(Scotiabank Field at Nat Bailey Stadium - Vancouver, B.C.) - Every spring, the Toronto Blue Jays minor leagers gather inside the Bobby Mattick Training Centre in Dunedin, Florida to acknowledge those who had success the previous season. Awards are handed out to the system's elite players at each level and as the hardware is handed out some of the executive from Toronto are on-hand usually leaning against the back wall just steps away from some 250 players all aspiring to reach the bright lights of the Major Leagues.
General Manager Ross Atkins is there sipping on a glass of water while Mark Shapiro looks on alongside any number of his staff that are also at Spring Training trying to get the Blue Jays ready for Opening Day. At some point during the ceremony, the emcee of the event will take a moment to introduce the players to those execs, coaches and instructors that are all there to tip caps to these young prospects. The players will politely applaud as the role call of names whips through the classroom air that is thick with everyone knowing that once this 'get together' wraps up its right out to the field to start yet another day of training. But before they head out, a pause as one of the men introduced from the back of the room draws a special type of attention.
Cito Gaston has slipped into the back of the room with hardly a peep, and yet once the players see that the two-time World Series Championship manager is among those guests in attendance the room rises collectively and Cito receives a lengthy standing ovation from every single person in attendance. The irony in the moment comes when you realize that a good chunk of the players in the room weren't even alive when Cito led Toronto to a pair of titles in both 1992 and 1993 - but to be a Blue Jay is to know the franchise's history and you can't go anywhere within the complex and not see a number of photos and acknowledgements to Gaston and both of his tenures as manager of "Canada's team."
For those like the players who might not know much about Cito Gaston, here's 10 items that will surely make you appreciate his place within baseball and in particular the Toronto Blue Jays organization:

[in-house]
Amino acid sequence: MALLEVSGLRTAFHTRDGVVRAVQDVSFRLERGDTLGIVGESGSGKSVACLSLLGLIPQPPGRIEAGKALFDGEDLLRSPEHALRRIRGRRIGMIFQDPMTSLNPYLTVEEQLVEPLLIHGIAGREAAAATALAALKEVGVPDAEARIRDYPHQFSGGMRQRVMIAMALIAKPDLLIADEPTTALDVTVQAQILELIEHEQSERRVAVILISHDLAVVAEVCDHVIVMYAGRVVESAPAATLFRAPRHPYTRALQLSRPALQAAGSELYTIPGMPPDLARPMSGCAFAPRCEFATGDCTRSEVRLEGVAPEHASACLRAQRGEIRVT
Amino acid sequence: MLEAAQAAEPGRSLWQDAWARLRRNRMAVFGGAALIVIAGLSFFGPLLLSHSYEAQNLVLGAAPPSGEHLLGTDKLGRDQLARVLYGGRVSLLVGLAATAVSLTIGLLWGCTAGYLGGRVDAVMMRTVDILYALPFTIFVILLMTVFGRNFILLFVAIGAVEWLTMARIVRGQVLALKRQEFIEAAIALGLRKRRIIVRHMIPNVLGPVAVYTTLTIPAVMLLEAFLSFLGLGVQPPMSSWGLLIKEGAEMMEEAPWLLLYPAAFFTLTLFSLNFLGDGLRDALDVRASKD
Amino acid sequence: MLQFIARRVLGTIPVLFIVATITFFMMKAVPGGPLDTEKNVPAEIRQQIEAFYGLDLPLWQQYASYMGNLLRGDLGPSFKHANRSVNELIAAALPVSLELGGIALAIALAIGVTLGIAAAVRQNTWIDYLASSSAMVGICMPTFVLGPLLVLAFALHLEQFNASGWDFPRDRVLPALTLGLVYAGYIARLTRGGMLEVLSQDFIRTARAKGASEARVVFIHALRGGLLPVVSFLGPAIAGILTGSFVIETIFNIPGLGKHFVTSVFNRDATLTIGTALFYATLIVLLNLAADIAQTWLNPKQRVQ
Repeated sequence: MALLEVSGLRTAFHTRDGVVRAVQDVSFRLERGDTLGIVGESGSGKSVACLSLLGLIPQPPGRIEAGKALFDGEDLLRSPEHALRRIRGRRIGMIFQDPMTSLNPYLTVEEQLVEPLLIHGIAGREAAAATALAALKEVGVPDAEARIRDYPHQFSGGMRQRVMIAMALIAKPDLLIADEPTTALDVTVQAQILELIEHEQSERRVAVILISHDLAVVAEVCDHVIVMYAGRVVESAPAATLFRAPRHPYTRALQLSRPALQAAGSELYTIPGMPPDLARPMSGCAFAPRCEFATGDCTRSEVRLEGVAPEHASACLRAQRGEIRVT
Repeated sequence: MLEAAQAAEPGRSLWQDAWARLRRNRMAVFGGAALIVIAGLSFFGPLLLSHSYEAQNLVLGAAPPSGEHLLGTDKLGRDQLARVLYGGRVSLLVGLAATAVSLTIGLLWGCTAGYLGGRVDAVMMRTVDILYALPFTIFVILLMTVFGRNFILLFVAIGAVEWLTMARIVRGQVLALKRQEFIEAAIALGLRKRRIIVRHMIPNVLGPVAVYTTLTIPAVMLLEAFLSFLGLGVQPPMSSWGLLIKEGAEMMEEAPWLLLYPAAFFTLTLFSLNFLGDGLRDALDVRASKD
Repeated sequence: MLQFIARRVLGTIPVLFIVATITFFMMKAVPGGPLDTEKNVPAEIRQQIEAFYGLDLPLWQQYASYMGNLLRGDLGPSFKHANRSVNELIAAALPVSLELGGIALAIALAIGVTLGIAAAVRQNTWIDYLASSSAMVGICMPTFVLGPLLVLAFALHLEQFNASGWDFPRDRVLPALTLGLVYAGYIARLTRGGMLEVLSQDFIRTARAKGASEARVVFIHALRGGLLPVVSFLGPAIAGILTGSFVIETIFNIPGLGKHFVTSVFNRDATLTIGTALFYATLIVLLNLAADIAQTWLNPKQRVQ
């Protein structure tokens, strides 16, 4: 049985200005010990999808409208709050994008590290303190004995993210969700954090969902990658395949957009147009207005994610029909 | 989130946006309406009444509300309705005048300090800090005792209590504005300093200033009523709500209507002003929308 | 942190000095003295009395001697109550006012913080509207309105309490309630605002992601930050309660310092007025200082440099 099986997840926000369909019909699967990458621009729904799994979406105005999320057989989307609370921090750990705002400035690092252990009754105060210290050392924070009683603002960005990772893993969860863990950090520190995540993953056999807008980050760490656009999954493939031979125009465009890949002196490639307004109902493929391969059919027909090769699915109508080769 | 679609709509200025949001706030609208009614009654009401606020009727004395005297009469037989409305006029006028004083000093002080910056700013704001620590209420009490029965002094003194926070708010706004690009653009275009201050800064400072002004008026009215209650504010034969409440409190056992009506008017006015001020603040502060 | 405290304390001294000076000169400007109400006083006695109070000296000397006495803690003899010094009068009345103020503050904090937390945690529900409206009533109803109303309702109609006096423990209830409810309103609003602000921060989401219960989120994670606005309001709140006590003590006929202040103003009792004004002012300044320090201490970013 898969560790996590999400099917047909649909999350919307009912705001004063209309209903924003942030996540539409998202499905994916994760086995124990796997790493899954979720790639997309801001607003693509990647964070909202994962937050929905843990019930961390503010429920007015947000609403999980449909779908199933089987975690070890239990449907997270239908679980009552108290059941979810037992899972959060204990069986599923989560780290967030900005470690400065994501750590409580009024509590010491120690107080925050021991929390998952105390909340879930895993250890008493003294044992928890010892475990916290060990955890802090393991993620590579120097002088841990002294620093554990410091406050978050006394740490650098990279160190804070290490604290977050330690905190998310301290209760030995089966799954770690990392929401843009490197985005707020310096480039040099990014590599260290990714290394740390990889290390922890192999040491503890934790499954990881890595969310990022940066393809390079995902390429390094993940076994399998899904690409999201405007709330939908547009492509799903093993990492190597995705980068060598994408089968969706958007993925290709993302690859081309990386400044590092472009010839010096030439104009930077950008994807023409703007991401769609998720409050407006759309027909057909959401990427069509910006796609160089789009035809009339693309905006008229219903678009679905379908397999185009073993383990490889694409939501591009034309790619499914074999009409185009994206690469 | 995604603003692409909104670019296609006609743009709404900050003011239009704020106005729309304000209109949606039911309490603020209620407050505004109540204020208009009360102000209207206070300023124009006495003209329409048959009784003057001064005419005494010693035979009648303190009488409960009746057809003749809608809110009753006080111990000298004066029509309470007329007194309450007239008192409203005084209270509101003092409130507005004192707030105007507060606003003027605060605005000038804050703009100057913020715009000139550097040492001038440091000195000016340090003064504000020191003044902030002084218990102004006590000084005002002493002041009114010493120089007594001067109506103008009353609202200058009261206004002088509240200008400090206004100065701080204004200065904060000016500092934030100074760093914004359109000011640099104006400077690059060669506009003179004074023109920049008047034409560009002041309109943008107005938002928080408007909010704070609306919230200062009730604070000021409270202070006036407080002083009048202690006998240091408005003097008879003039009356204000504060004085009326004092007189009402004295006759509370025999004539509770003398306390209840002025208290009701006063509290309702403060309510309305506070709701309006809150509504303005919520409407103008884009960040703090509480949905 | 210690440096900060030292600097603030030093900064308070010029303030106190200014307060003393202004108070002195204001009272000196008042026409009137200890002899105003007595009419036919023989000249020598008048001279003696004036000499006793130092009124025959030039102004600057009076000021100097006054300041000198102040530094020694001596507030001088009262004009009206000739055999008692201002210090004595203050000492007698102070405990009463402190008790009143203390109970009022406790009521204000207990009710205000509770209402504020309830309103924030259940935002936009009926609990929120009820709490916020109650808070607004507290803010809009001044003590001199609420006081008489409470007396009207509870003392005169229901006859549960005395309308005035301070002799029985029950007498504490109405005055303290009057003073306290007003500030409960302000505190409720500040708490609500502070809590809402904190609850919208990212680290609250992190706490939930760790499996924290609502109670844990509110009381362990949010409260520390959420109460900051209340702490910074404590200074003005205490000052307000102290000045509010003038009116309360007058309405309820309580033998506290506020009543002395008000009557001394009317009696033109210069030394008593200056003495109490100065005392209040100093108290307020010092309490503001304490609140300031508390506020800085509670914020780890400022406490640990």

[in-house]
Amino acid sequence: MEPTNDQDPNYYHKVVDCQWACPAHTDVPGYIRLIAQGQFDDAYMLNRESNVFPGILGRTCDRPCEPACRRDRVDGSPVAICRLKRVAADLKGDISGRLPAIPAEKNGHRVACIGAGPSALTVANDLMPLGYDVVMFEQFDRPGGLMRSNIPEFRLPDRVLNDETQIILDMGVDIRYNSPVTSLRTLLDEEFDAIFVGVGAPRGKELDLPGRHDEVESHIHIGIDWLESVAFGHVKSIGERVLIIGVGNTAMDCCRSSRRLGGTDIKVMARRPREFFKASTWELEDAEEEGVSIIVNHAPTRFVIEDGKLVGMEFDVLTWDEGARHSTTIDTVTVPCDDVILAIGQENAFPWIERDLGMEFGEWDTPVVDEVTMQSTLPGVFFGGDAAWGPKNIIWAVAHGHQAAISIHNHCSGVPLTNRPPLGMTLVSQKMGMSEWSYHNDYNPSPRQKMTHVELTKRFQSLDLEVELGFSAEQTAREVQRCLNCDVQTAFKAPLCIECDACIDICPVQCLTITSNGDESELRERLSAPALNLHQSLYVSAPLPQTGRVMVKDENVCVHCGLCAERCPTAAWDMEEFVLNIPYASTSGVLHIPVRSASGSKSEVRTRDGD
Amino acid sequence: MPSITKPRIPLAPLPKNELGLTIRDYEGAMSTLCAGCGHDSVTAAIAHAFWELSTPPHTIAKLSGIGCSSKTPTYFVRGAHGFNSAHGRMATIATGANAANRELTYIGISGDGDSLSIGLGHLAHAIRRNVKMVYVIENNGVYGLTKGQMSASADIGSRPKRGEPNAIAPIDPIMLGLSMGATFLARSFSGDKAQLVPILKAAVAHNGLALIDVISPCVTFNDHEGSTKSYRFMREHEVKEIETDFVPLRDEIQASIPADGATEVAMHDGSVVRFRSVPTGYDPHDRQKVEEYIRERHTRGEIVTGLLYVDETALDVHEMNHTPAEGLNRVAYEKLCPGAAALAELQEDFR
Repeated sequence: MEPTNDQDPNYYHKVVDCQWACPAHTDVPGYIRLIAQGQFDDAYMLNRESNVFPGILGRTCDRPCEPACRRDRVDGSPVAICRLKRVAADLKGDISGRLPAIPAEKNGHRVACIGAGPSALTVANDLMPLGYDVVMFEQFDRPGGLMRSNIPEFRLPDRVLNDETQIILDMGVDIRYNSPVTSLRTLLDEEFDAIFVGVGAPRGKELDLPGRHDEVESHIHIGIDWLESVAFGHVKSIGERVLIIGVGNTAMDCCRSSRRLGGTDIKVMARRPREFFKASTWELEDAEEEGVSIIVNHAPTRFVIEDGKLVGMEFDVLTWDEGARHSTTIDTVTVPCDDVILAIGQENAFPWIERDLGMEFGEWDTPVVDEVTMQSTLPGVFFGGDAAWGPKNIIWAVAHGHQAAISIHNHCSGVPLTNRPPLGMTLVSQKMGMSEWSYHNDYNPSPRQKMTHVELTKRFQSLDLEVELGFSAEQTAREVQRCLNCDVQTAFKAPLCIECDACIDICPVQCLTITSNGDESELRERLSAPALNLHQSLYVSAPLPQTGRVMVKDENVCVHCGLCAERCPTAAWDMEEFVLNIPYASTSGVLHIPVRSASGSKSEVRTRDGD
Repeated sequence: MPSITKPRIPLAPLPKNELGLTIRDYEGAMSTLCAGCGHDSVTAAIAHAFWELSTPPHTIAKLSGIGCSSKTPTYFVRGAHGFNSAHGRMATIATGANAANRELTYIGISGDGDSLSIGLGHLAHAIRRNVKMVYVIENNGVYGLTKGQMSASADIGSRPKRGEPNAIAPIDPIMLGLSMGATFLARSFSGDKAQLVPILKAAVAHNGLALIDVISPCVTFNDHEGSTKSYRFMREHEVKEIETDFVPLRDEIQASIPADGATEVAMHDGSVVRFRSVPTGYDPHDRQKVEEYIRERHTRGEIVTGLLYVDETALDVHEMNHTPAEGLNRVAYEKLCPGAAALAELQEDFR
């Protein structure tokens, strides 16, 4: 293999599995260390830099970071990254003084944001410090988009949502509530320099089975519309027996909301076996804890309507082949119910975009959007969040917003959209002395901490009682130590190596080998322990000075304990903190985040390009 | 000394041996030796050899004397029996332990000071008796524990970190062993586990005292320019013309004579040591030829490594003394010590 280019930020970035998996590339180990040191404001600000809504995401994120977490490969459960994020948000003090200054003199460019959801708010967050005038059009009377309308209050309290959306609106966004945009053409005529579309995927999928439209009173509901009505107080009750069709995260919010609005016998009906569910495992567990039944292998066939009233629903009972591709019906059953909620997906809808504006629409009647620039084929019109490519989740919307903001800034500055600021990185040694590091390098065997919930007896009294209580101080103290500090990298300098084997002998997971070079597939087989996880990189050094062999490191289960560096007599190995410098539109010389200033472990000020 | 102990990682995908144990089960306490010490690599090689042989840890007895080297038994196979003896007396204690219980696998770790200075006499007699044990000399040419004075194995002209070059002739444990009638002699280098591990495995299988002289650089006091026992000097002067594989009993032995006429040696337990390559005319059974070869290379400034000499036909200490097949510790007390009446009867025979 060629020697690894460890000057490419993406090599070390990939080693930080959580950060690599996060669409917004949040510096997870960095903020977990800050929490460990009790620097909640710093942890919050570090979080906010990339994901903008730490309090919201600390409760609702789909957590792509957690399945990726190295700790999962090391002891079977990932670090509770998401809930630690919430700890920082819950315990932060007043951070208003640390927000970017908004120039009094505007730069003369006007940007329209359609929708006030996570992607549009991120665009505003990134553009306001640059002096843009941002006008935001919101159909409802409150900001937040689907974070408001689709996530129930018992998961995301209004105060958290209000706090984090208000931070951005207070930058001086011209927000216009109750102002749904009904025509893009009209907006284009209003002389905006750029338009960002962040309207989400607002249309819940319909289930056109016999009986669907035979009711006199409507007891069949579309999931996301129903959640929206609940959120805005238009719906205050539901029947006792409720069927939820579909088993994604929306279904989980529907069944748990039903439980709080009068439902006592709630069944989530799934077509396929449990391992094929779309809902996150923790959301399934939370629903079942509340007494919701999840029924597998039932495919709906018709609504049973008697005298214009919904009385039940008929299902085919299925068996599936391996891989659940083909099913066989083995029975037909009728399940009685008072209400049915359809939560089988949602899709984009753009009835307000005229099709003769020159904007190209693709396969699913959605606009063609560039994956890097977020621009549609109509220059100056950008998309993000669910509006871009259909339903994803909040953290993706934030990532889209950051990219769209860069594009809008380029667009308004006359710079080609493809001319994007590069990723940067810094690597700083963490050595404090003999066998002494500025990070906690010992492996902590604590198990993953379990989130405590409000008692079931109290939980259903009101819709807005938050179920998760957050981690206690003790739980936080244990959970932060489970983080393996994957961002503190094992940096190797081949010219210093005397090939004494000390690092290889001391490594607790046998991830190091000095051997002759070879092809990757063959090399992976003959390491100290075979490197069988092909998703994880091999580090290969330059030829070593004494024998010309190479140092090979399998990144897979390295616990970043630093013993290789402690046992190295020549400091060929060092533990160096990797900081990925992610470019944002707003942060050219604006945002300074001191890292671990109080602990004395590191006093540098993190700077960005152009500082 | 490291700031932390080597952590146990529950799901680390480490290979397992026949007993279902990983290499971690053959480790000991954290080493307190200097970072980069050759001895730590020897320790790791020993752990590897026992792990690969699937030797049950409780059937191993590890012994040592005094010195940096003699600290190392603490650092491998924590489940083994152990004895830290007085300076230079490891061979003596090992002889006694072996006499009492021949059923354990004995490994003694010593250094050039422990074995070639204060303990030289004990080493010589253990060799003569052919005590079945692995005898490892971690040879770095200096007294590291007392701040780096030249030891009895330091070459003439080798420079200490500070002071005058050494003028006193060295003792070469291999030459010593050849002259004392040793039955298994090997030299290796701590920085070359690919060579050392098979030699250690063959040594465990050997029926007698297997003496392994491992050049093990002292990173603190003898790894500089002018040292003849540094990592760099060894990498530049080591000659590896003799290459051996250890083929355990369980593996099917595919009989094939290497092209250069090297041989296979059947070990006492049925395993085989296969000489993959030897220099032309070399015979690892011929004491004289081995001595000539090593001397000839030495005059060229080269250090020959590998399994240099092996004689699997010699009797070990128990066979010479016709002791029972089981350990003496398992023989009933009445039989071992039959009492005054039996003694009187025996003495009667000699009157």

10. Cito was hired in 1982 by the Toronto Blue Jays as the team's hitting coach working alongside Bobby Cox. He was brought on just a few seasons after wrapping up an 11-year playing career with Atlanta, San Diego and Pittsburgh.
9. In 1970, Gaston was named to the National League All-Star Team that featured such players as Willie Mays, Roberto Clemente, Hank Aaron & Johnny Bench. That season, Gaston, a member of the San Diego Padres hit .318 wih 29 home runs and 93 RBI.
8. "Cito" was not his given name as the slendar athlete from Texas was born Clarence Gaston. Legend has it that "Cito" stemmed from a local friend who thought the teenager resembled a local professional wrestler named "Cito."
7. When Gaston was first offered the Blue Jays managerial position in 1989, he was reluctant to accept the role until a number of his players pushed him toward it stating that he was the right person for the job. He must have been as the Blue Jays after stumbling out of the gates under Jimy Williams went 77-49 with Cito at the helm tracking down Baltimore and winning the American League East pennant. The Blue Jays under Gaston would win the AL East (1989, 92 & 93) three times.
6. Cito had five (5) sisters growing up.
5. On September 14th, 1967 Cito made his Major League debut pinch-running for Terry Francona and went 3-for-25 (.120) in nine games as a September call-up. The silver lining? His roommate over the season's final few weeks was baseball legend Hank Aaron.
4. Gaston was plucked by the San Diego Padres in 1968 with the last pick of 30 in the MLB Expansion Draft. He would play six seasons with the Padres before returning to Atlanta for the next five.
3. Former Blue Jays outfielder Jesse Barfield touted with having one of the best arms of his generation said that Cito Gaston had one of the best, most accurate outfield arms he had ever seen. Gaston had 16 assists in 1973.
2. Cito would have a pretty extensive LinkedIn profile if you took into consideration that in 1989 he was named Canada's Baseball Man of the Year; Sportman of the Year (1993), was added to the Blue Jays Level of Excellence (1999), was inducted into the Canadian Baseball Hall of Fame (2002), inducted into the San Antonio Sports Hall of Fame (2006), presented with the Negro League Legacy Award named after the great Jackie Robinson (2008), inducted into the Ontario Sports Hall of Fame (2011) and oh yeah, was presented with an honourary Doctor of Laws degree from the University of Toronto (1994). Did we mentioned he had five sisters?
1. Upon helping the Blue Jays win the first of two back-to-back World Championships, Cito became the first African-American manager to ever lead his team to the World Series. At the time of his hiring he was just the fourth African-American manager in baseball history. Cito was once asked about his being a minority in baseball and his response was "I don't get to emotional about it. To me, it doesn't matter what colour you are. I only think about it when you bring it up."(New York Times, October 26, 1992).
Don't miss your chance to see Cito Gaston, Blue Jays General Manager Ross Atkins and longtime Blue Jays great President Emeritus Paul Beeston - all part of the 9th Annual Scotiabank Vancouver Canadians Hot Stove Luncheon set for Friday, January 25th, 2019 from 12:00pm to 2:00pm at the Fairmont Hotel Vancouver with tickets on-sale now by calling 604.872.5232, or by visiting us at historic Scotiabank Field at Nat Bailey Stadium (4601 Ontario Street, Vancouver, B.C.).
This story was not subject to the approval of the National Association of Professional Baseball Leagues or its clubs.